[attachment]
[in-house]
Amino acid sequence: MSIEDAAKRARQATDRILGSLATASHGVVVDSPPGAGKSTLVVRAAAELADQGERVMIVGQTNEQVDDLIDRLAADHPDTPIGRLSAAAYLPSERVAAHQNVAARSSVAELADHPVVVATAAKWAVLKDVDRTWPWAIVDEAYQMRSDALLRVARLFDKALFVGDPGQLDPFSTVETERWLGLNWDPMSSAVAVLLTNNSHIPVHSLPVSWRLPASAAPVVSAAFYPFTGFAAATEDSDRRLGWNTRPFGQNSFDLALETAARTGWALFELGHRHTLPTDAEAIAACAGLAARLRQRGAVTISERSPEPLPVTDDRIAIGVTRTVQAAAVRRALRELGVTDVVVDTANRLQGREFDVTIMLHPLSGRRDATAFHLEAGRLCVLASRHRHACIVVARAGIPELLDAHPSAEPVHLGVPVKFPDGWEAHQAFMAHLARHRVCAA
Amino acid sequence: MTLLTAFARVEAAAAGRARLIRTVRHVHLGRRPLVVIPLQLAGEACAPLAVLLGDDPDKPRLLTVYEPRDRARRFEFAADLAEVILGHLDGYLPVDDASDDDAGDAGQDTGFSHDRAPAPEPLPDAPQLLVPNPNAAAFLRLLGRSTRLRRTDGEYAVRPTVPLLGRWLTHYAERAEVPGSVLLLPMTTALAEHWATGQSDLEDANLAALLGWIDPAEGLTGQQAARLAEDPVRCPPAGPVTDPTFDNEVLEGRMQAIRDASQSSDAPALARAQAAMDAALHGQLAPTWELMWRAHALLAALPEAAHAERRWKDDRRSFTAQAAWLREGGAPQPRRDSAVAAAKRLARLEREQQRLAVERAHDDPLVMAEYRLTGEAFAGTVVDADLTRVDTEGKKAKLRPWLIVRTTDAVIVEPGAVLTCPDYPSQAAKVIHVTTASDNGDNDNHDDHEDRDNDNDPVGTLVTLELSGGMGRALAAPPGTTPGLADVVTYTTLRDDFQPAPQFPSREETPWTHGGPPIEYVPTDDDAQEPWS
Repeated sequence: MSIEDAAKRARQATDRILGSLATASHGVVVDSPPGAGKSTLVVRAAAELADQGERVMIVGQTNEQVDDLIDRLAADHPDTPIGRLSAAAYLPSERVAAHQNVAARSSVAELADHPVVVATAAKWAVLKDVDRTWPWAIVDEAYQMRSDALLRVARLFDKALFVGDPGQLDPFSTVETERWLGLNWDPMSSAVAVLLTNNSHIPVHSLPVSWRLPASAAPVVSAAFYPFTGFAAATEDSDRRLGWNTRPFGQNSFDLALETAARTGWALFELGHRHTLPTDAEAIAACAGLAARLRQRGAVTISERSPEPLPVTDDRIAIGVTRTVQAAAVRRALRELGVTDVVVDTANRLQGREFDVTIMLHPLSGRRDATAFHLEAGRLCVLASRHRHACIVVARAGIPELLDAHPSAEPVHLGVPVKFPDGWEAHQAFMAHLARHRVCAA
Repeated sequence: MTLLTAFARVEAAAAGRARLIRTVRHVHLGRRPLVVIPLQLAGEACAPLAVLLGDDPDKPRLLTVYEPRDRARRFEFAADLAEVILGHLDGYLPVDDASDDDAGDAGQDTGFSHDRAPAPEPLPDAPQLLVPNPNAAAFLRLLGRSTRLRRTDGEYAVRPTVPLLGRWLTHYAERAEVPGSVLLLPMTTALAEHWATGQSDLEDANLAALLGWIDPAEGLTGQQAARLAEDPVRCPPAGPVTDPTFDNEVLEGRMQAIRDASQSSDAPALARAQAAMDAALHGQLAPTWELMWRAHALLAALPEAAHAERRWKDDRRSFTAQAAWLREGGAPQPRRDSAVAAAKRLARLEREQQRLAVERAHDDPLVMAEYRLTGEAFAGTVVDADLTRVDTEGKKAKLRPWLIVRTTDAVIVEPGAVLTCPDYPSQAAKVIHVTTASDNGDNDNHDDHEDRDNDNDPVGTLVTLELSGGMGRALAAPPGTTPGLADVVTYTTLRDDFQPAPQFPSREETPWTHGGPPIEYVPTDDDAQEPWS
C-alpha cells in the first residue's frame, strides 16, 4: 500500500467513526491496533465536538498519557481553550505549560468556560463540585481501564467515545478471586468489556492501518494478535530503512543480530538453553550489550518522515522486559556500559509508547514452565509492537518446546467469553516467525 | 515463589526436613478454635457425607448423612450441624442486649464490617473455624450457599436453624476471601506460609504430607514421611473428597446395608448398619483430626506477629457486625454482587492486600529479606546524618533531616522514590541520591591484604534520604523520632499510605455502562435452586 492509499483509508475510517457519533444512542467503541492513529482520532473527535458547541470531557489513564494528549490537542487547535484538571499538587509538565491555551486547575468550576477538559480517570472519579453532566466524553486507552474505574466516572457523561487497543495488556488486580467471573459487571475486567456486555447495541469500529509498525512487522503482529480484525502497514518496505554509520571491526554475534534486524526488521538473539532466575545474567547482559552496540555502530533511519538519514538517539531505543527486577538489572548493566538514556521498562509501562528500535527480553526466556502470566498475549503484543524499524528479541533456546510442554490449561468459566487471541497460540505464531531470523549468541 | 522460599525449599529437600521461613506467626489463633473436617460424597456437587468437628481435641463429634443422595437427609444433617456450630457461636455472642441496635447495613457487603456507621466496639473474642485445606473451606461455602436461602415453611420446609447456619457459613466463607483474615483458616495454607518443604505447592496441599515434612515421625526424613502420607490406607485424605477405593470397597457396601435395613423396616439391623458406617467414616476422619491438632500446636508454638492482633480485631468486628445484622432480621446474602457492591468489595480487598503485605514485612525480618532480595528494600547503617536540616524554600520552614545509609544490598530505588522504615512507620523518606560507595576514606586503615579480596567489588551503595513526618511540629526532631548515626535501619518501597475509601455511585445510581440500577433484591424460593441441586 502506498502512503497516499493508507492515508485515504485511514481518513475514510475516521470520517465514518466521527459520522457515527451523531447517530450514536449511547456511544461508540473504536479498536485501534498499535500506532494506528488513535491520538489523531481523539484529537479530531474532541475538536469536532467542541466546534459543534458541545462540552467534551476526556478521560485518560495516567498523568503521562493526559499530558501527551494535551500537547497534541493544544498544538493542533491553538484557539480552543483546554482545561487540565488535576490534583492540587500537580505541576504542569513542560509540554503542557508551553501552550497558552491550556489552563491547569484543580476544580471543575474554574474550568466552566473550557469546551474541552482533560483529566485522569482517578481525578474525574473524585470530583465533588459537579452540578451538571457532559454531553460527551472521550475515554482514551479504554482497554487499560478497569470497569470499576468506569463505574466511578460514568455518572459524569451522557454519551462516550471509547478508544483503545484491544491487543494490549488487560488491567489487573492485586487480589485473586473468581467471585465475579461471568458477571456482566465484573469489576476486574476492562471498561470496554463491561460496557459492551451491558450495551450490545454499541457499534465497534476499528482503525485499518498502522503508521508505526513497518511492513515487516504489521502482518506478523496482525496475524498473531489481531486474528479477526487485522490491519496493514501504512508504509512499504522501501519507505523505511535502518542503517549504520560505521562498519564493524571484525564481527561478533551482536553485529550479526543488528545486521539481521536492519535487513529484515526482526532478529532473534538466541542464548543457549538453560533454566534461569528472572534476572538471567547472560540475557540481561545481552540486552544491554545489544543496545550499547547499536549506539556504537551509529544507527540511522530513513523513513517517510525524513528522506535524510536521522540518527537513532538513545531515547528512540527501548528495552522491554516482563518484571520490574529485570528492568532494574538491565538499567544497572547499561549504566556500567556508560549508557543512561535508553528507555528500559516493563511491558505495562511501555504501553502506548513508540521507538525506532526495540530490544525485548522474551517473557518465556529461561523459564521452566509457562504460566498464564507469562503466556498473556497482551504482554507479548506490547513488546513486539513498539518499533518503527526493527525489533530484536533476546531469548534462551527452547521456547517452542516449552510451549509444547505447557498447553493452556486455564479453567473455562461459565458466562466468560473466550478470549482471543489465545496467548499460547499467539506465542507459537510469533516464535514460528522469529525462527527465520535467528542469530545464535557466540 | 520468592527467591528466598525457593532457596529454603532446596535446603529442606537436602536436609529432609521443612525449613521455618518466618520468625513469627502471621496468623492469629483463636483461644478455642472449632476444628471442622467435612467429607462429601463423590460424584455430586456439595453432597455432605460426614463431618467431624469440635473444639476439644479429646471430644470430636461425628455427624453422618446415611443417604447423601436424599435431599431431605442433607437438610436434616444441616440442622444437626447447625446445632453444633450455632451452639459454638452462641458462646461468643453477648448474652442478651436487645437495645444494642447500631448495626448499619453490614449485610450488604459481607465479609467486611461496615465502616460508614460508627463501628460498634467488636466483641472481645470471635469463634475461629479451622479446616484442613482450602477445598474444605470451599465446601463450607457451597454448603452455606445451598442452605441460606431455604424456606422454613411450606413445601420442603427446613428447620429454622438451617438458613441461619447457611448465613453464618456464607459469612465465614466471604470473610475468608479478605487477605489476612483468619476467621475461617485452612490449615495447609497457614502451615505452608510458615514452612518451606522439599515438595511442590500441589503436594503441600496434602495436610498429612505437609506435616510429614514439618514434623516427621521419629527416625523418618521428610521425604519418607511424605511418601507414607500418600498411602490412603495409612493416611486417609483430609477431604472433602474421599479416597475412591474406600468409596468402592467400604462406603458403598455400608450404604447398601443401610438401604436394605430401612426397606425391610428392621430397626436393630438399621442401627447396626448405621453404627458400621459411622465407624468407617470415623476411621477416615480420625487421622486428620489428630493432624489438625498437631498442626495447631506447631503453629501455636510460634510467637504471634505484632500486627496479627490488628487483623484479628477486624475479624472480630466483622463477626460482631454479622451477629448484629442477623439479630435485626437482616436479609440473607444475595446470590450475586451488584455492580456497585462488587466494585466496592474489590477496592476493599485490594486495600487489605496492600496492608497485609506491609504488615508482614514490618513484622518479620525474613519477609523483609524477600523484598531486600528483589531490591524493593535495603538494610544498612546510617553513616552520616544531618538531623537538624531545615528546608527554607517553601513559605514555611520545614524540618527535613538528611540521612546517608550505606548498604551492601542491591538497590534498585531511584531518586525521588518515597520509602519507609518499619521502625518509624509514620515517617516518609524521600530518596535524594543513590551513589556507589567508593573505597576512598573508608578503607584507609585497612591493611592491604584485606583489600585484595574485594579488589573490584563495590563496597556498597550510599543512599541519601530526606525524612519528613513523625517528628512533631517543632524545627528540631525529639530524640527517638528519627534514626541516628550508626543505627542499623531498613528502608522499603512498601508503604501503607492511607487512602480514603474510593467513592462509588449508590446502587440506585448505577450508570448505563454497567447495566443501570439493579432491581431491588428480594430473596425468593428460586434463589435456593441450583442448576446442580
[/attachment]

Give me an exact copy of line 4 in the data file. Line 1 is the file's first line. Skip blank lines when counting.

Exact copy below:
Repeated sequence: MSIEDAAKRARQATDRILGSLATASHGVVVDSPPGAGKSTLVVRAAAELADQGERVMIVGQTNEQVDDLIDRLAADHPDTPIGRLSAAAYLPSERVAAHQNVAARSSVAELADHPVVVATAAKWAVLKDVDRTWPWAIVDEAYQMRSDALLRVARLFDKALFVGDPGQLDPFSTVETERWLGLNWDPMSSAVAVLLTNNSHIPVHSLPVSWRLPASAAPVVSAAFYPFTGFAAATEDSDRRLGWNTRPFGQNSFDLALETAARTGWALFELGHRHTLPTDAEAIAACAGLAARLRQRGAVTISERSPEPLPVTDDRIAIGVTRTVQAAAVRRALRELGVTDVVVDTANRLQGREFDVTIMLHPLSGRRDATAFHLEAGRLCVLASRHRHACIVVARAGIPELLDAHPSAEPVHLGVPVKFPDGWEAHQAFMAHLARHRVCAA